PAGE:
Direct sex discrimination

The two acts associated with pregnancy and maternity are the employment rights act 1996 and the sex discrimination act 1975. The sex discrimination states that a pregnant woman cannot be treated less favourable than a man or a non-pregnant woman. This is direct sex discrimination. An example of indirect sex discrimination would be if an employer applied a provision that to achieve an above average for an appraisal an employee must have no absence of more than three months. This indirectly affects a woman because she would need to take more than this time off for maternity leave.

This would be discriminatory unless the employee can prove it is detrimental to the business. To claim sex discrimination the woman must show that if it were not for her pregnancy she would not have been treated unfairly and less favourably than a male. However when it regards pregnancy it is not possible to compare to a male therefore if it is proven the treatment was directly related to pregnancy then it is automatically sex discrimination. In these cases the employer must prove that there were non-discriminatory reasons to the way the woman was treated otherwise it is ruled in favour of the woman.

The employment rights act 1996 protects expectant mothers and nursing mothers in regards to: health and safety, unlawful dismissal because of pregnancy or maternity related reasons, redundancy during maternity leave or maternity absence, the right to receive an accurate written statement of the reasons for dismissal during pregnancy or maternity leave. This act was amended in 2002. Every pregnant woman who has given proper notification regarding her pregnancy are entitled to the following. Reasonable time off with pay for antenatal care 26 weeks ordinary maternity leave six weeks full pay then 20 weeks statutory maternity pay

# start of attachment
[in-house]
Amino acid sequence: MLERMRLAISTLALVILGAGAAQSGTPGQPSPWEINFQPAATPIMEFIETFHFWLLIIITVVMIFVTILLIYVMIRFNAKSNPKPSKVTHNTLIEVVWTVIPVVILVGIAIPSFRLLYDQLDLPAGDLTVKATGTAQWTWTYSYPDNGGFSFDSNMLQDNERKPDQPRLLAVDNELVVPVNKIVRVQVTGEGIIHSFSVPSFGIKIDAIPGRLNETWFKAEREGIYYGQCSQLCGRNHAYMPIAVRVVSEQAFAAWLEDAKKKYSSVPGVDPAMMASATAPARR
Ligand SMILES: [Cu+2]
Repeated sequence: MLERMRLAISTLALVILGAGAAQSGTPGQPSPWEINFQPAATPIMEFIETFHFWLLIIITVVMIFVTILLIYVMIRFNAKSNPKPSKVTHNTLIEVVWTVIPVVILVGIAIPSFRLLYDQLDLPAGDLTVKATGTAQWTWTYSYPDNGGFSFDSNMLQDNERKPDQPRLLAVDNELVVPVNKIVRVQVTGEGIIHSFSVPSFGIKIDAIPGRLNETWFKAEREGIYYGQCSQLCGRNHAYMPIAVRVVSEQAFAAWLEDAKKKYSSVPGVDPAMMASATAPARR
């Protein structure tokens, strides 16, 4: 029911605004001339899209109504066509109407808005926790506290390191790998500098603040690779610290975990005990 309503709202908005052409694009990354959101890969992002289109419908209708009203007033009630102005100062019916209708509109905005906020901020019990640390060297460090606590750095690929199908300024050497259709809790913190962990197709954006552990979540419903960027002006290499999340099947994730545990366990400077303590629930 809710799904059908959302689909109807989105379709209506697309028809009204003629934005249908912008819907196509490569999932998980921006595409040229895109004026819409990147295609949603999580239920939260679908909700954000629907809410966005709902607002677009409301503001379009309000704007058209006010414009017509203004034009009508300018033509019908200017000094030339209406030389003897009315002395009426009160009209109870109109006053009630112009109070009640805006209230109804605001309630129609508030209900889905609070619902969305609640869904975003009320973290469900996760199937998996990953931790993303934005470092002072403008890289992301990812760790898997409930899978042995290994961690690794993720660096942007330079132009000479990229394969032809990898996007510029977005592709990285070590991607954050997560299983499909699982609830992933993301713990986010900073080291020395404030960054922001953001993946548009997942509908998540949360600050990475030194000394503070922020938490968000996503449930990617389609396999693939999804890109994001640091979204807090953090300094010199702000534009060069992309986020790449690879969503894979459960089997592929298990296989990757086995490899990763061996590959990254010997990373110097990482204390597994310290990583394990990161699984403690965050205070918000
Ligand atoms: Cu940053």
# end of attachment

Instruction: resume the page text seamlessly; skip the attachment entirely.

26 weeks additional maternity leave providing the woman has worked there 26 weeks by the 15th week before the expected due date. Maternity can be taken from 11 weeks before the due date. Any sickness related to pregnancy must be disregarded. Employers have a duty to protect the pregnant woman therefore a risk assessment is required. If after the risk assessment the woman cannot continue the job role she must be offered alternative positions no less favourable than her previous position, if this is not possible then she is entitled to suspend her work with full pay as long as necessary to avoid the risk.

Fialure to carry out a risk assessment, should an injury occur, this is direct sex discrimination. In the case of Rees v Apollo watch repairs plc 1999, Mrs Rees was a receptionist and was refused her job back after maternity leave because the company thought her replacement was more efficient. The court found that hers was a case of sex discrimination because, had she not took maternity leave then the employer would not have found a replacement. Her dismissal was found to be a direct consequence of her maternity leave.

A similar ruling was given in the Webb v Emo Air cargo Ltd 1995, Mrs Webb was employed as cover for maternity and was told she would be kept on, Mrs Webb found that she too was pregnant but was dismissed. The employer afgued that they would have treated a non- pregnant woman or a man the same and it was not the pregnancy but the unavailability to work which led to her dismissal. This was overturned and the courts decided that the dismissal of a pregnant woman on account of her pregnancy, for reasons connected with it was automatically sex discrimination without the need for comparison with a man or a non-pregnant woman and sick employee.

This was ruled because pregnancy cannot be equated with sickness or unavailability for work owing to sickness. These are just a couple of examples of how the sex discrimination act and employment rights act have protected women in employment with regards to pregnancy. These acts seem to really protect women during pregnancy; they make it difficult for the employer to discriminate against pregnant women, given that it is the employer who must disprove the allegations made.

This is extremely hard to do, especially if the employer is discriminating against the pregnant woman. This area was chosen because although women are discriminated against, regarding pay and employment status. It also happens during pregnancy, possible when a woman is at her most vulnerable, and much work is yet to be done there are steps taken to eliminate this oppression and in discussing rights in pregnancy is a good example of how times are changing.

Bibliography

  • http://news.bbc.co.uk/